4 Vintage Hollywood Portrait Lighting Techniques

George Hurrell was the master of Hollywood glamour photography in the 30s and 40s. He worked with the biggest stars of the time, including Joan Crawford, Clark Gable, Humphrey Bogart, and Greta Garbo, to name a few, and his portraits were beautiful and memorable. Hurrell wasn’t afraid of a little shadow and that’s what gave his portraits such a striking impact. Jay P. Morgan of The Slanted Lens applies Hurrell’s principles using LED lights to get the same effects. Here are the four things you need to know to take fabulous vintage portraits:

1. Positioning

Position the light in the right place. Put it into a butterfly, a 45 Rembrandt, light the model from beneath. Choose a place that shapes the face according to the different portrait positions.

Sometimes, Hurrell got the light up so high it would drop a shadow of the model’s eyelashes onto the cheeks.

hollywood portraits lighting position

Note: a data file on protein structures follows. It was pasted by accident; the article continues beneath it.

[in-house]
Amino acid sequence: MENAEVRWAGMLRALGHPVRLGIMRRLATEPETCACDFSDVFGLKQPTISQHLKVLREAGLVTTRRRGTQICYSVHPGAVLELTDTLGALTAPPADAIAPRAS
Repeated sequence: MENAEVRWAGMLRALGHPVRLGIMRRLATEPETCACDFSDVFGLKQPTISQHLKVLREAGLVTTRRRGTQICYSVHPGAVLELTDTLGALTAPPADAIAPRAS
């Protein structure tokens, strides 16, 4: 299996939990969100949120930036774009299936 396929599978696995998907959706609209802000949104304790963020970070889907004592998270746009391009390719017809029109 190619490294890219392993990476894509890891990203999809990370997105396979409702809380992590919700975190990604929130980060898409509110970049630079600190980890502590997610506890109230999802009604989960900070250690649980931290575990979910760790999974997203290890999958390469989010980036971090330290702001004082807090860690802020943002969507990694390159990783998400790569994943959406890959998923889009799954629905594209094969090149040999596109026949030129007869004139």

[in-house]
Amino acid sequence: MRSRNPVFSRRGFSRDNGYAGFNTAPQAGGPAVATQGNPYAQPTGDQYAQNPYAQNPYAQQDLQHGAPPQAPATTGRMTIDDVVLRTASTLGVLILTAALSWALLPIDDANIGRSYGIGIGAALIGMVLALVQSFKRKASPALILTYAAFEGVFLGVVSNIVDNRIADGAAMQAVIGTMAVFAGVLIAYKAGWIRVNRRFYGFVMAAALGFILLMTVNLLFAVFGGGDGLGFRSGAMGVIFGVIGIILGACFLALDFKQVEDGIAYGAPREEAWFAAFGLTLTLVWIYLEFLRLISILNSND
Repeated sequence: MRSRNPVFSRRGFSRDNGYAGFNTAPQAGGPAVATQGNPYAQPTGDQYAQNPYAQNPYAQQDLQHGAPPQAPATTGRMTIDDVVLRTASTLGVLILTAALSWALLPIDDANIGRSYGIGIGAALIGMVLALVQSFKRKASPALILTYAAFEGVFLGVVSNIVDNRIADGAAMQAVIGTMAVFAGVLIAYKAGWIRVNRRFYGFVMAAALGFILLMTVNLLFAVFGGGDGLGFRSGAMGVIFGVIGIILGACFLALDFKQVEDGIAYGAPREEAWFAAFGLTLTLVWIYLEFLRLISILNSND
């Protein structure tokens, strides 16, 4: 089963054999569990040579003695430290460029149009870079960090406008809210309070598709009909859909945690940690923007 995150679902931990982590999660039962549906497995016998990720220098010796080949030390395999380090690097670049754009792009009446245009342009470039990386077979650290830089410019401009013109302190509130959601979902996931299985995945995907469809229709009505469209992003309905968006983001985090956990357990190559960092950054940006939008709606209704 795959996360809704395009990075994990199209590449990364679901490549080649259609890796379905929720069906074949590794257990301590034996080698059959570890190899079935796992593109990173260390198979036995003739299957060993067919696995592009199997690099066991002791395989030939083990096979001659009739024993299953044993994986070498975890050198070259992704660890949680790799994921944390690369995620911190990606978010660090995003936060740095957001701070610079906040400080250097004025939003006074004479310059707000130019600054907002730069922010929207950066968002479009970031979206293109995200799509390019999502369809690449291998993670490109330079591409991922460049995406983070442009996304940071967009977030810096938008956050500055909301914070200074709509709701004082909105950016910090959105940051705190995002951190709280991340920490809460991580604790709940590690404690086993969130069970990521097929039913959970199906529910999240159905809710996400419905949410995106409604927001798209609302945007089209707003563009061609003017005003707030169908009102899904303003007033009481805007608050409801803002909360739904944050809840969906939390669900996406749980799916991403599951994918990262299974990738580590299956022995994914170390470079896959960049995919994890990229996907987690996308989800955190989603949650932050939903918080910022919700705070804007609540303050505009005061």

2. Quality of Light

Hurrell used strong, hard light. Morgan gets the same light by using Vector lights with a grid and puts black wrap around the backdrop. This gives him a very narrow light.

hard lighting portraiture

3. Exposure and Control

Again, Morgan puts grids on the Vector lights to choke down the area of coverage. It also gives a little less exposure so he sets his camera to ISO 1240 and f/4.0 to get a bright exposure.

He puts the Vectors in close to get a nice highlight.

controlling exposure portraiture

4. You Have to Be OK with Shadows

Hurrell loved shadows, even in the eyes. If the shadows started to fall into the background too much, he would just put a little light on the background to separate the person from it.

hurrell hollywood vintage photography

Morgan did most of these shots with just two lights—a key light and one light on the background.

hollywood glamour portraits lighting setup

Morgan uses a Canon 5D Mark III and Tamron 85mm lens. His key light is the Rosco Vector with a grid and his background light is the Vector with black wrap. Occasionally, he uses a hair light.

These are the four things you need to know to make a beautiful, impactful vintage Hollywood portrait—with LEDs!

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